If you are interested in finding out more about certain species, their uses, and the field of botany, check out the links below:
Go Botany: New England Wild Flower Society A great resource with botanical keys for the plants of New England.
USDA Plants Database Provides information about vascular plants, mosses, liverworts, hornworts, and lichens of the U.S. and its territories.
New England Botanical Club The New England Botanical Club (NEBC), founded in 1895, is a non-profit organization that promotes the study of plants of North America, especially the flora of New England and adjacent areas.
Botanical Society of America Botanical Society of America is one of the world’s largest societies devoted to the study of plants and allied organisms, and functions as an umbrella organization covering all specialties.
Integrated Taxonomic Information System Here you will find authoritative taxonomic information on plants, animals, fungi, and microbes of North America and the world.
Catalogue of Life A database of the world’s known species of animals, plants, fungi and micro-organisms.
The IUCN Red List of Threatened Species is widely recognized as the most comprehensive, objective global approach for evaluating the conservation status of plant and animal species.
Literature: Plants and Forests of New England
Aber, J., et al. “Is nitrogen deposition altering the nitrogen status of Northeastern forests?” BioScience 53.4 (2003).
Abrams, M. “Where has all the white oak gone?” BioScience 53.10 (2003).
Ackerly, D., et al. “The Geography of Climate Change: implications for conservation biology” Biodiversity Review 16 (2010).
Anderson, G., Hill, J. “Many to flower, few to fruit: The reproductive biology of Hamamelis virginiana (Hamamelidaceae)” American Journal of Botany 89.1 (2002).
Bazzaz, F. “Habitat Selection in Plants” The American Naturalist 137 (1991).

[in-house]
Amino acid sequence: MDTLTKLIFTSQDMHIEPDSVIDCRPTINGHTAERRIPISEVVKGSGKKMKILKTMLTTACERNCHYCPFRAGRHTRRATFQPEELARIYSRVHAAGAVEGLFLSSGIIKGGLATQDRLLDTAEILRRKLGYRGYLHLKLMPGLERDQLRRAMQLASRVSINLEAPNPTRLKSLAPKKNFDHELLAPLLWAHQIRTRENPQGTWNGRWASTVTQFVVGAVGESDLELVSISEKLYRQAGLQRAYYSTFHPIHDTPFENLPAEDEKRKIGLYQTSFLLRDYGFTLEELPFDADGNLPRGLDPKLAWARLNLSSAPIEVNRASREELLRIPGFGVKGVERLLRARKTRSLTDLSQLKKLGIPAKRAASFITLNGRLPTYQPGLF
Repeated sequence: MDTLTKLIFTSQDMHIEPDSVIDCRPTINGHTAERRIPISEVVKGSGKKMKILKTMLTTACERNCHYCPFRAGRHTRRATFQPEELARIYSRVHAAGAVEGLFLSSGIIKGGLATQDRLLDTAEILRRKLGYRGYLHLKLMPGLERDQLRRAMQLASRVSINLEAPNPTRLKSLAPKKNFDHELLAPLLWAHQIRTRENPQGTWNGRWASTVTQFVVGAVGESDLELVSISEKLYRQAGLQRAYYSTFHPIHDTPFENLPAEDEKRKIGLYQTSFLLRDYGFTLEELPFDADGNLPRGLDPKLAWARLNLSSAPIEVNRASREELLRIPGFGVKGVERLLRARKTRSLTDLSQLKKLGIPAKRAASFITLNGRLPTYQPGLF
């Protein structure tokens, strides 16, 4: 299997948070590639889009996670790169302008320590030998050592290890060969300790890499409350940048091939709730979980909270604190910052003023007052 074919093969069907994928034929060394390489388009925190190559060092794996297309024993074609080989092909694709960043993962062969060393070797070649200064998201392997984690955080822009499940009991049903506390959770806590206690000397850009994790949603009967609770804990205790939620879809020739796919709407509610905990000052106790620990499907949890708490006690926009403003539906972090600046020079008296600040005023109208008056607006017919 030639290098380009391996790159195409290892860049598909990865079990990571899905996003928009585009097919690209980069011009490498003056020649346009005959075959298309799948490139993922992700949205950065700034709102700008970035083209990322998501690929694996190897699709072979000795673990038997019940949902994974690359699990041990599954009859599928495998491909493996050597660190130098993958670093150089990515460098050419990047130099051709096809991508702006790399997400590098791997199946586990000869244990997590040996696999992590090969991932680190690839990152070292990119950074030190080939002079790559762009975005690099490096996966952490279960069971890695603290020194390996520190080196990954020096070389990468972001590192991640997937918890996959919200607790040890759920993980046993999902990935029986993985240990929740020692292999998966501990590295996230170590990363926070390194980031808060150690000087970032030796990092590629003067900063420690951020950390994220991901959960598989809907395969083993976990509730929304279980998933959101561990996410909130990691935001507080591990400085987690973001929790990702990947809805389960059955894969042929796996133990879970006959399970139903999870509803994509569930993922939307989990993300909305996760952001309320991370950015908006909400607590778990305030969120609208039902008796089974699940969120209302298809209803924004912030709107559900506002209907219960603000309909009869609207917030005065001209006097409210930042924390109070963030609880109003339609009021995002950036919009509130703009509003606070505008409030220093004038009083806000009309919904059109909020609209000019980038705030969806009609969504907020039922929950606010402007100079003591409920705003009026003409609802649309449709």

Ciccotelli, B., Harris, T., Connery, B., Rajakaruna, N. “A preliminary study of the vegetation of vernal pools of Acadia National Park, Mount Desert Island, Maine, USA.” Rhodora 113: 260-279 (2011).
Foster, D. “Oak, chestnut and fire: climatic and cultural controls of long-term forest dynamics in New England, USA” Journal of Biogeography 29 (2002).
Greene, C., et al. “Vascular flora of the Acadia National Park region, Maine” Rhodora 107.39 (2005).
Harris, T.B., Rajakaruna, N., Nelson, S., Vaux, P. “Stressors and Threats to the Flora of Acadia National Park, Maine: Current Knowledge, Information Gaps, and Future Directions.” Journal of the Torrey Botanical Society 139: 323-344 (2012).
Harrison, S., Cornell, H. “Toward a better understanding of the regional causes of local community richness” Ecology Letters 11 (2008).
Lovett, G., et al. “Forest ecosystem responses to exotic pests pathogens in eastern North America” BioScience 56.5 (2006).
McMaster, R. “Factors influencing vascular plant diversity on 22 islands off the coast of eastern North America” Journal of Biogeography 32 (2005).
Petit, R., Hampe, A. “Some Evolutionary Consequences of Being a Tree” Annual Review of Ecology, Evolution, and Systematics (2006).
Pope, N., Harris, T., Rajakaruna, N. “Vascular plants of adjacent serpentine and granite outcrops on the Deer Isles, Maine, USA.” Rhodora 112:105-141 (2010).
Qian, H. “Floristic relationships between eastern Asia and North America: Test of Gray’s hypothesis” The American Naturalist 160.3 (2002).
Rajakaruna, N., T. B. Harris, S. Clayden, A. Dibble, and F. S. Olday. “Lichens of Callahan Mine, a copper and zinc-enriched Superfund site in Brooksville, Maine, U.S.A.” Rhodora 113: 1-31 (2011).
Rajakaruna, N., Pope, N., Perez-Orozco, J., Harris, T. “Ornithocoprophilous Plants of Mount Desert Rock, a Remote Bird-Nesting Island in the Gulf of Maine, USA.” Rhodora 111: 417-448 (2009).
Vaux, P. D., Nelson, S. J., Rajakaruna, N. Mittelhauser, G., Bell, K., Kopp, B., Peckenham, J., Longsworth, G. “Assessment of natural resources and watershed conditions in and adjacent to Acadia National Park.”Natural Resource Technical Report NPS/HTLN/NRTR—2006/001. National Park Service, Fort Collins, Colorado, USA. (2008).
Medical Herb Info site was created to help educate visitors about the often forgotten wisdom of the old ways of treating illnesses. Many of today’s drugs and medicines were originally derived from natural ingredients, combinations of plants and other items found in nature.
Native American Ethnobotany A Database of Foods, Drugs, Dyes and Fibers of Native American Peoples, Derived from Plants.